Like Icarus, popular optics manufacturer Vortex is aiming high. Their Razor HD spotting scopes are designed to deliver super premium performance similar to market leaders in this class like Swarovski, Leica, and Zeiss. They want to do it at a fraction of the cost, too. Have they succeeded? Yes! Vortex’s spotting scopes soar high without getting too close to the sun.
The core of the Razor HD scope is a triple-apochromatic lens array designed to provide maximum clarity and minimal color aberration. The outermost lens has an AmorTek coating to protect against scratches, dirt, and corrosion. The inner lens elements are made of high density low dispersion glass, earning the scope its “HD” title.
The standard eyepiece on the scope is an adjustable 20-60x zoom model. A few alternatives are also available (see “accessories” below). The zoom adjusts smoothly. It has no presets, but it’s sturdy enough to hold any position it’s set to. At 1000 yards and minimum zoom the scope delivers a 117 foot field of view with this eyepiece; the maximum zoom FOV is 60 feet. The scope’s eyepiece mount is a standard bayonet system with an integrated button-release locking system.
Focus control on this scope is provided by a dual focus knob. This is a first for Vortex; the manufacturer has used single adjustments on all of its previous scopes. Vortex really knocked this feature out of the park on their first try. The coarse focus adjustment is truly coarse, taking the scope from its closest possible focus distance out to infinity in less than two full turns. This is fairly exceptional performance, and the fine adjustment knob also works smoothly.
Razor HD scopes have some very nice operational features that make them a real joy to use in the field. There’s an integrated lens hood to minimize lens flare and a basic sighting tube attached to the lens mount. The lens caps are sturdy and fit tightly; in fact the objective lens cap is extremely snug.
Vortex has released the Razor HD in both straight and angled versions to suit the needs of different users. (Angled spotting scopes are often preferred by prone and range shooters, while those more interested in straight glassing find straight scopes more convenient.) The straight version of the scope is about a half-inch longer than the angled one; they’re otherwise identical.
These scopes are completely sealed and purged with argon to prevent internal fogging and water intrusion. The frame is made of a magnesium alloy to reduce overall weight. The armored body of the scope is grey with a dark green textured overlay around the prism housing, making handling a little easier.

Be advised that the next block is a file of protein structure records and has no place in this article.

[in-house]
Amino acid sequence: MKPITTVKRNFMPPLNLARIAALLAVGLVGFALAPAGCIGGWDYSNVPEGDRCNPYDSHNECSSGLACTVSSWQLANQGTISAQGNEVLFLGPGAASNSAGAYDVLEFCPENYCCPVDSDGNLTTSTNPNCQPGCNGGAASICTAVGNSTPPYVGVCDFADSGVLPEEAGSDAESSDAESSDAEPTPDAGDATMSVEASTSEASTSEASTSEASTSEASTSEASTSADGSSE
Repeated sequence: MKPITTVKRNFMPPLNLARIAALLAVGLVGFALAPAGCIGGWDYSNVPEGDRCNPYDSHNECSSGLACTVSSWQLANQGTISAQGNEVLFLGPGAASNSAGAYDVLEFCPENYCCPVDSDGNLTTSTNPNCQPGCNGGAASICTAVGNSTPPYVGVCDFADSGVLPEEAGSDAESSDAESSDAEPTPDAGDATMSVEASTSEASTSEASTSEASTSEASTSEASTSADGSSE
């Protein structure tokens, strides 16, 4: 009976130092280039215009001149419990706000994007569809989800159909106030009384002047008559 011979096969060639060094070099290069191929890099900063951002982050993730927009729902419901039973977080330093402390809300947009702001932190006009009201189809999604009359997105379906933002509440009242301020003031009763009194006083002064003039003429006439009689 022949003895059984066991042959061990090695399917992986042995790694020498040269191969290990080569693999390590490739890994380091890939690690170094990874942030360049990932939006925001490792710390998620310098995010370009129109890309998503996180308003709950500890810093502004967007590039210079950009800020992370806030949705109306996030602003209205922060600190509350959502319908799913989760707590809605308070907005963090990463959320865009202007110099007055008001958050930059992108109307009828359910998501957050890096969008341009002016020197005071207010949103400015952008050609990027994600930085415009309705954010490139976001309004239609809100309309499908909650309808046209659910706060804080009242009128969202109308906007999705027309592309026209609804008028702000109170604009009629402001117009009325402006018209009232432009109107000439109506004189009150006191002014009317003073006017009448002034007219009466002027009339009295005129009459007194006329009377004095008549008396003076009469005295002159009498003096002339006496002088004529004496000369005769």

The manufacturer offers a few extra eyepieces to expand the versatility of the Razor HD scope. These include a 30x fixed magnification wide-angle eyepiece and a 23x long eye relief model ideal for range use. Vortex also makes an excellent camera adapter for digiscoping that fits multiple cameras from point-and-shoot models up to full DSLRs.
Vortex’s case deserves special attention. A very good zippered, padded case is included with the scope itself. This case has multiple high-quality zippers allowing access to the lens, eyepiece, and tripod mount without removing the case, making the scope fully usable. It has two carrying handles and a removable shoulder strap.
- Price! The current suggested retail price of the Razor HD spotting scope is just $2000. It easily delivers performance comparable to much more expensive models while costing only half as much.
- Versatility. The quick focus adjustment and simple controls make this an ideal scope for use with moving targets. The availability of both straight and angled models makes it easy to match the scope to the user’s needs, too.
- Comes with a great case. A padded, durable case that allows you to operate the scope without removing it should normally cost one to two hundred dollars. Vortex throws it in for free.
- Performance at extreme focus is slightly lacking. Pushing all the way up to 60x zoom results in some minor image degradation and color aberrations. This is normal for high-zoom scopes, though.
- Tight fits on both the objective lens cap and the eyepiece mount. Removing the lens cap for the first time is a real struggle, and most users will likely elect not to replace it fully. The socket for the eyepiece is similarly a very tight fit, requiring a little force to lock the eyepiece into place.
While Vortex’s Razor HD spotting scopes aren’t without flaws, there is no alternative scope that overcomes them at a price that’s anywhere close to the Razor’s. This scope offers outstanding premium performance for just $2,000; Buying an even better scope can easily cost twice that much or more. This makes the Razor HD a superb choice for spotters who want outstanding optics and great reliability without a sky-high price tag.